Bedding should be regularly cleaned and replaced failing which chances of foot and teat and udder affections are expected. Cleanliness of the animal as usual remains of paramount significance and must not be ignored. Animals should be wiped dry and brushed once or twice a day.
Animals should be allowed to move out and excisrse at least for one hour in paddocks if not possible outside due to snow or rain as the total confinement of the animal amounts to its cruelty besides causing poor health condition. Animals should be brought out of their confining sheds during mid-day for watering, feeding and exercise purposes, which additionally would provide opportunity of free ventilation of sheltering shed and preventing it from getting dirtier.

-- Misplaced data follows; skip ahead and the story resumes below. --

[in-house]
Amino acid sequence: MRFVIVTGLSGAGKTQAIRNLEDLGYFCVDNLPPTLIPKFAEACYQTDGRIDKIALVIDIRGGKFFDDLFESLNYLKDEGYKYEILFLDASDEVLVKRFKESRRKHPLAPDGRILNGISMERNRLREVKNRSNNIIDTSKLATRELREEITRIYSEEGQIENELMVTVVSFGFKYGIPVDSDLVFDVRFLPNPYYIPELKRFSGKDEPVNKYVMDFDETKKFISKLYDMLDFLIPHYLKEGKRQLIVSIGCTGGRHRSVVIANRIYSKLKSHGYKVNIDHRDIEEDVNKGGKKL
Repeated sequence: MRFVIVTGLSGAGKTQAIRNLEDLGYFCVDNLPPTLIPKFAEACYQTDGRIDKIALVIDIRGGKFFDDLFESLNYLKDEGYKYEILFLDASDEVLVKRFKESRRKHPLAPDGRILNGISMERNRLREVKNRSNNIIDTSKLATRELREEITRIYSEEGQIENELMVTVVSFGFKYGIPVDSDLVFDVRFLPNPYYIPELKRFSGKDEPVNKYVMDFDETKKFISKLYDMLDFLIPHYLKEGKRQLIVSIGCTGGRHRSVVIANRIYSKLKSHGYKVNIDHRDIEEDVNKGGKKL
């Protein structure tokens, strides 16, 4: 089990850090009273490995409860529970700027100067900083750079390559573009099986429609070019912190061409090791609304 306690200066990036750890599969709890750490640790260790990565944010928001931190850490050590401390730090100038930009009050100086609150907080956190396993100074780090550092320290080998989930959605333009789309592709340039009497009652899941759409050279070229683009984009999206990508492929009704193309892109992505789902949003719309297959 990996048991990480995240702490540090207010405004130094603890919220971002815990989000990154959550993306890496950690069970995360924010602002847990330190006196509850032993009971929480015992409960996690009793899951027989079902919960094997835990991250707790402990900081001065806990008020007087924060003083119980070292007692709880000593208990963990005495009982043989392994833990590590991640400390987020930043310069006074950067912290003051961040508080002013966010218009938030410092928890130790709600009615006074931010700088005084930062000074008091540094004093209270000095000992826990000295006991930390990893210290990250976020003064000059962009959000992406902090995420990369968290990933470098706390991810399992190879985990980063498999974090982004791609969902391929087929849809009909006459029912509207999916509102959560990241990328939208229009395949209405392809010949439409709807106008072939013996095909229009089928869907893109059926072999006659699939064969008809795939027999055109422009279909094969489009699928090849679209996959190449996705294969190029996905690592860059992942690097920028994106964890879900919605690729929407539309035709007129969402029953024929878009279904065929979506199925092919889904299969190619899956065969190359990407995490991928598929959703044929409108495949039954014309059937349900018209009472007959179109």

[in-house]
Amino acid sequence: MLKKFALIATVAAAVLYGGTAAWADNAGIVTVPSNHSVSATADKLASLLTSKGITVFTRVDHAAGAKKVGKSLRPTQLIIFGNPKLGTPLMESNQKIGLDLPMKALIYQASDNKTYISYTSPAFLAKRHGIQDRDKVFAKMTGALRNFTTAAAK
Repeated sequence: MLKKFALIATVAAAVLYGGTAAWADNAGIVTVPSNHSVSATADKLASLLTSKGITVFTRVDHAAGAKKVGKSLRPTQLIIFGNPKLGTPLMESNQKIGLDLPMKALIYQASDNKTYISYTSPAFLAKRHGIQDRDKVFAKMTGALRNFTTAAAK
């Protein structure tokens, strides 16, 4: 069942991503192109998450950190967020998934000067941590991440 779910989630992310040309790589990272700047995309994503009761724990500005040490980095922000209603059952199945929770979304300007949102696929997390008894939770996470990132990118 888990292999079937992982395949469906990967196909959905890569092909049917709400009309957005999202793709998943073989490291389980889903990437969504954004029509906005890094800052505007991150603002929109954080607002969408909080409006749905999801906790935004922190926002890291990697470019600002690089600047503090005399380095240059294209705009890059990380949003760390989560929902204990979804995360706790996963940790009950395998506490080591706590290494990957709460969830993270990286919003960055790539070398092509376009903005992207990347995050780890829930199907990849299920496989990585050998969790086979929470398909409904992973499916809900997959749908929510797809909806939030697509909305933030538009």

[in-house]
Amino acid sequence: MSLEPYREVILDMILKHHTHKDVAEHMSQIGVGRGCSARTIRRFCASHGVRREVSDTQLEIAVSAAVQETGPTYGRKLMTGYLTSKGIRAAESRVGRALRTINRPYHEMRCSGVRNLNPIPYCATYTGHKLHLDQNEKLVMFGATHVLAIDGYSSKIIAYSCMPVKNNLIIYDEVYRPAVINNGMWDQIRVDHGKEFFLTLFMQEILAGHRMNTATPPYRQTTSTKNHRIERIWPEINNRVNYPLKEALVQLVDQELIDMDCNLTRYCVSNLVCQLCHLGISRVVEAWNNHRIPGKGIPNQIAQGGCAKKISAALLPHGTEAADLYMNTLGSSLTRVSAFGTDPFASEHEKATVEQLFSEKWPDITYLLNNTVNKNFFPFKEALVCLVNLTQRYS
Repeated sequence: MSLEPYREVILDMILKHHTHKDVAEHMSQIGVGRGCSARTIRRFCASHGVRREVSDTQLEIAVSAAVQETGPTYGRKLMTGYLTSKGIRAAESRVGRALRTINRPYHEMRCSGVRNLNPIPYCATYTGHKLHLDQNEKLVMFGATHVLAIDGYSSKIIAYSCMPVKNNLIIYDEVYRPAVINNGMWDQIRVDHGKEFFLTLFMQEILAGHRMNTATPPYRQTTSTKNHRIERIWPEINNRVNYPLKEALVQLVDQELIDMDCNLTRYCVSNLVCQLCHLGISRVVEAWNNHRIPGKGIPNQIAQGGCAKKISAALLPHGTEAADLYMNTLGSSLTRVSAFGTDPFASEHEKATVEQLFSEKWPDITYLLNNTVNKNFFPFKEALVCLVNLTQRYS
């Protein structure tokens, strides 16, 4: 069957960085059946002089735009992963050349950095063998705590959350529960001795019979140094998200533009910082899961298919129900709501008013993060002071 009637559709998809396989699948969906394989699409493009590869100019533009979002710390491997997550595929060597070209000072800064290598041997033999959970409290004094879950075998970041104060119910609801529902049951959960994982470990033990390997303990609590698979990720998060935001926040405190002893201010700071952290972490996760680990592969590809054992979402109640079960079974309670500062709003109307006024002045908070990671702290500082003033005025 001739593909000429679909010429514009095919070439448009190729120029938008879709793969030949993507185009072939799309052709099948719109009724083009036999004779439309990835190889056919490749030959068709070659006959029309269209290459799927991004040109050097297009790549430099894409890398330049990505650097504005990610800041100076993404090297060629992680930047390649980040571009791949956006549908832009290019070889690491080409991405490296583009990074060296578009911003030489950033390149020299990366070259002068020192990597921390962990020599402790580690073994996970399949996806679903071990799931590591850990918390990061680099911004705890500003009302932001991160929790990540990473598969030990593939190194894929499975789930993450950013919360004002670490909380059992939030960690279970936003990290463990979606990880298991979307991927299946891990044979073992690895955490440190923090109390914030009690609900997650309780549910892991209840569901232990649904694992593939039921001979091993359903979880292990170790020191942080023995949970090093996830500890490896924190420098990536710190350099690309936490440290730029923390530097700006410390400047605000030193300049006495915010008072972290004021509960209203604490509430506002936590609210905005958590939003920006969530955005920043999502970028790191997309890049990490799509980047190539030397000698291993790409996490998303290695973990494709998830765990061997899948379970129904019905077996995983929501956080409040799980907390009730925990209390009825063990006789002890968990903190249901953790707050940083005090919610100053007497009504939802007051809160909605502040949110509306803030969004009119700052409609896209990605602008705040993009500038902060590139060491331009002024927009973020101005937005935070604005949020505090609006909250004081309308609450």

With slight environmental modifications through proper shelter management, improving body reserves, improved nutritional management and proper health cover utilizing the advisories of experts much loss to production, reproduction and health of animals could be well managed during the harshest part of the winter, the Chillaikallan.
Prof. (Dr.) Jalal Ud Din Parrah is Head, Teaching Veterinary Clinical Complex, FVSc & AH, SKUAST-K
Dr Parvaiz Ahmed Reshi is Scientist (Animal Nutrition), Mountain Livestock Research Institute, SKUAST-K
Disclaimer: The views and opinions expressed in this article are the personal opinions of the author.
The facts, analysis, assumptions and perspective appearing in the article do not reflect the views of GK.